Are you currently on the lookout for short-term property financing options? Perhaps you’re looking to finance a property development project and finding traditional mortgage lending methods are unsuitable… then a bridging loan could be the perfect solution for you.
With many High Street lenders becoming more risk-averse when lending across the UK property market, bridging loans have become a versatile lending solution for situations involving;
- Home-owners who need to sell but want to secure a dream house purchase
- Short-term lending for developers or investors to fund land or property with or without planning permission, construction or refurbishment.
- Property auction hunters who often need quick loan facilities
However, while bridging loans have become the most efficient method of borrowing money for a quick turnaround. There are definitely benefits AND risks that you need to consider. Interest rates, associated fees, and lending terms vary greatly between lenders, so you need to know what to look for.
That’s why here at Advias, we’ve created a go-to bridging finance guide including the pros and cons of bridging loans, and an Advias Bridging Loan Calculator tool to help get you started.
So, what Is a bridging loan?
Bridging finance has become a huge growth market in the UK. As a result, bridging loans have made obtaining short-term, interest-only loans far more accessible for individuals, partnerships, and businesses looking to fund temporary property development projects or purchases.
As bridging loans are secured against a loanee’s property asset(s), and interest is usually not serviced on a monthly basis, lending requirements for bridging finance are more relaxed – this can accelerate the loan approval process and ensures funds are available almost immediately on approval. However, this can depend on the bridging finance lender, where their funding comes from and their processes.
How do Bridging Loans work?
No matter what you intend to use a bridging loan for, the loan amount, the repayment options, and the term length are calculated on an individual requirement or project basis.
While bridging loans typically range from £500,000 to £10 million, the maximum loan is usually calculated at between 70% – 80% of the Loan to Value (LTV). However, it’s worth noting this is the maximum gross loan, which includes the lender’s fees and the interest due.
Depending on your circumstance, there are several ways you can repay the bridging loan and the interest charged, through ‘Serviced’, ‘Rolled-up’ or ‘Retained’ repayment plans.
Like an interest-only mortgage, interest is paid monthly or quarterly and not added to the final loan repayment at the end of the term.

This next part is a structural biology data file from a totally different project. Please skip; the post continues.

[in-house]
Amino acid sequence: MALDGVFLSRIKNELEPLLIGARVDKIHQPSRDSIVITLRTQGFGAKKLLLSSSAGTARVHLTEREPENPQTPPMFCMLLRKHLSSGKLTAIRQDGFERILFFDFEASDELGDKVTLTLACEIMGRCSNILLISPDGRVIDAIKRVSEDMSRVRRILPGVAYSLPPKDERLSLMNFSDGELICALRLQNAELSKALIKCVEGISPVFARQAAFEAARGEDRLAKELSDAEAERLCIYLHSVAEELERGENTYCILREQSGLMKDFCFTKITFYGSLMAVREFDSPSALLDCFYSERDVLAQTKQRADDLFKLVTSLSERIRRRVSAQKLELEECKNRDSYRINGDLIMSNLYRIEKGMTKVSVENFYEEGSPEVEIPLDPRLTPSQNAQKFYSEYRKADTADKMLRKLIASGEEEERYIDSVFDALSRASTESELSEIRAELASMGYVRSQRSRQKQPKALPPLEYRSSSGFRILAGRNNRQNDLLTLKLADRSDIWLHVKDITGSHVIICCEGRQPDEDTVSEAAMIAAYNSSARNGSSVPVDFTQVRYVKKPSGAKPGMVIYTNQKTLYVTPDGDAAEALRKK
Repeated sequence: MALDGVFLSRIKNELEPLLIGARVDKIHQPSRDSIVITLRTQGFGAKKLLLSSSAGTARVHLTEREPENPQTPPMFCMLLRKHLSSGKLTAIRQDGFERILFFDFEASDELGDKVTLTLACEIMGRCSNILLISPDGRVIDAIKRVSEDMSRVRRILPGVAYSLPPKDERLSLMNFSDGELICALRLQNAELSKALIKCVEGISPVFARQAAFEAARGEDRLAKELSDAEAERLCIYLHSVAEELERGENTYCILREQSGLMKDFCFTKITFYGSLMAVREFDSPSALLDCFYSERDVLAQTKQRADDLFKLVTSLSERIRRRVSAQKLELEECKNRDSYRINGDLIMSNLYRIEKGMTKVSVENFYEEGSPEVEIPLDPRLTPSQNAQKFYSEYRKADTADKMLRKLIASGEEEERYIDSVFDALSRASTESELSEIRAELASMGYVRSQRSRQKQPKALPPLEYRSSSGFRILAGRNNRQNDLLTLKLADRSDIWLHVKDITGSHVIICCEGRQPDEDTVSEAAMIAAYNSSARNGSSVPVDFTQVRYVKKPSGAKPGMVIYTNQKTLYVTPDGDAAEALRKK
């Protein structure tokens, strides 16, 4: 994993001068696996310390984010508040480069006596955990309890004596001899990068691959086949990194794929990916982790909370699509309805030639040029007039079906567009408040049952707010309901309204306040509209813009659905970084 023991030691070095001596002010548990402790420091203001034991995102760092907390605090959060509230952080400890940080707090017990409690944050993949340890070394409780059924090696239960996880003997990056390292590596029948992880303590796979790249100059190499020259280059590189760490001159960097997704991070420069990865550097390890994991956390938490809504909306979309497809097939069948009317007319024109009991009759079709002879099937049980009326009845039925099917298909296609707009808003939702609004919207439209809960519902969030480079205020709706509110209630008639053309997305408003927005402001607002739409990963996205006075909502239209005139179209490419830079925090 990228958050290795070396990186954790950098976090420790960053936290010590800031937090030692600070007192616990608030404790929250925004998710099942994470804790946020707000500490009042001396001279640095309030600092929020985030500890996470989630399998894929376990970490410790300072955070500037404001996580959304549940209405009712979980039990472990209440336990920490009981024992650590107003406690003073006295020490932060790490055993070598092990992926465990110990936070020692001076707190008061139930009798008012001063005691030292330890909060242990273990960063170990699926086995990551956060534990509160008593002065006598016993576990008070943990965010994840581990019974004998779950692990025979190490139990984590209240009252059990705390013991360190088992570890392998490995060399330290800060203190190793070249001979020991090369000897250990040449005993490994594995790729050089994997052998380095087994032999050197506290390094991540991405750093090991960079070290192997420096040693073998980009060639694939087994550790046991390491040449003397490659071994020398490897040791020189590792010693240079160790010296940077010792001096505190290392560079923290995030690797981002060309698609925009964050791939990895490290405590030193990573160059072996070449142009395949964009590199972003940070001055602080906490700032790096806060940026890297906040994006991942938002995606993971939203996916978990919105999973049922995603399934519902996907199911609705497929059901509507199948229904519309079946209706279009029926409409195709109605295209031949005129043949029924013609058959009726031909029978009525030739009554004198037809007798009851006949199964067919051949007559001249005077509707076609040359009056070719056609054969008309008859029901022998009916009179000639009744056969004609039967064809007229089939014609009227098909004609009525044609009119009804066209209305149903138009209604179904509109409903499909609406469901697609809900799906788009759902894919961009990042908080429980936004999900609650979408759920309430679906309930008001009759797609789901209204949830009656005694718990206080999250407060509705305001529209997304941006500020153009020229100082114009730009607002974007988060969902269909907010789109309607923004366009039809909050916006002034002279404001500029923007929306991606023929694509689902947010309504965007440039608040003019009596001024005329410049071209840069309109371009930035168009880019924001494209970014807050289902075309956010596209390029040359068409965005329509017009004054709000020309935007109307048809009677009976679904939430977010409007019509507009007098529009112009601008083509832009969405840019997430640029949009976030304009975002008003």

Here the cumulative monthly interest repayments are added to the final lump-sum payment at the end of the bridging loan. This method avoids you having to make interest payments throughout the term to help keep monthly project overheads to a minimum.
This method requires borrowing the interest payments upfront for an agreed set period. This does add to the initial bridging loan amount, but it helps avoid monthly loan repayments. Additionally, bridging loans that are repaid early often benefit from any unused interest being refunded.
Depending on your lending requirements, bridging loans have two exit strategies available in the form of a ‘Closed Bridging Loan’ or an ‘Open Bridging Loan’.
Closed Bridging Loans refer to transactions where the surety offered has already been exchanged for sale. This is not a typical scenario, however, this scenario will offer much greater comfort to the lender as they will have certainty over their repayment.
An Open Bridging Loan, on the other hand, is more typical, where the security offered has not been exchanged and the lender is exposed to the risk of the borrower finding a suitable buyer or arranging alternative financing.
What are the Advantages of a Bridging Loan?
- Multipurpose Loans:
Loans can be used for financing a range of property needs, including; funding advanced property purchases and property development projects and renovations.
- Non-property needs:
Bridging loans for tax bills or business investments.
Bridging loans can be secured quickly, and funds released in just 48 hours.
- Repayment Options:
Bridging finance can offer borrowers a choice of monthly or deferred repayment plans.
- Availability: As borrowing is leveraged against a property asset(s), unlike a traditional mortgage – your age, credit score, and proof of income become less critical as lending criteria.
- Second or Third Charge Lending:
A bridging loan can provide additional funding on a property where a mortgage or existing finance is already in place.
- No Early Exit Fees:
With the cost of a bridging loan primarily made up through interest payments, lenders tend not to charge exit fees for early repayment.
- 100% Bridging Loans:
Providing additional project funding when leveraged against additional property assets
What are the Disadvantages of a Bridging Loan?
Compared to longer-term borrowing methods, bridging finance for property development, renovations, or onward property purchases incur a steeper interest rate.
Bridging Finance Fees:
Higher rate fees are often applicable to property bridging loans which can include; a valuation fee, arrangement fee, administration fee, legal fees, and broker’s fees. However, these do vary from lender to lender.
While uncommon, failure to repay a bridging loan can result in the loss of any assets used as capital.
With so many variable interest rates, fees, and term lengths, Advias can help you navigate which exclusive lenders and repayment plans can help draw maximum returns from your property investment. At Advias, we pride ourselves on providing expert bridging loan advice and guidance to secure the most efficient bridging finance loan for you.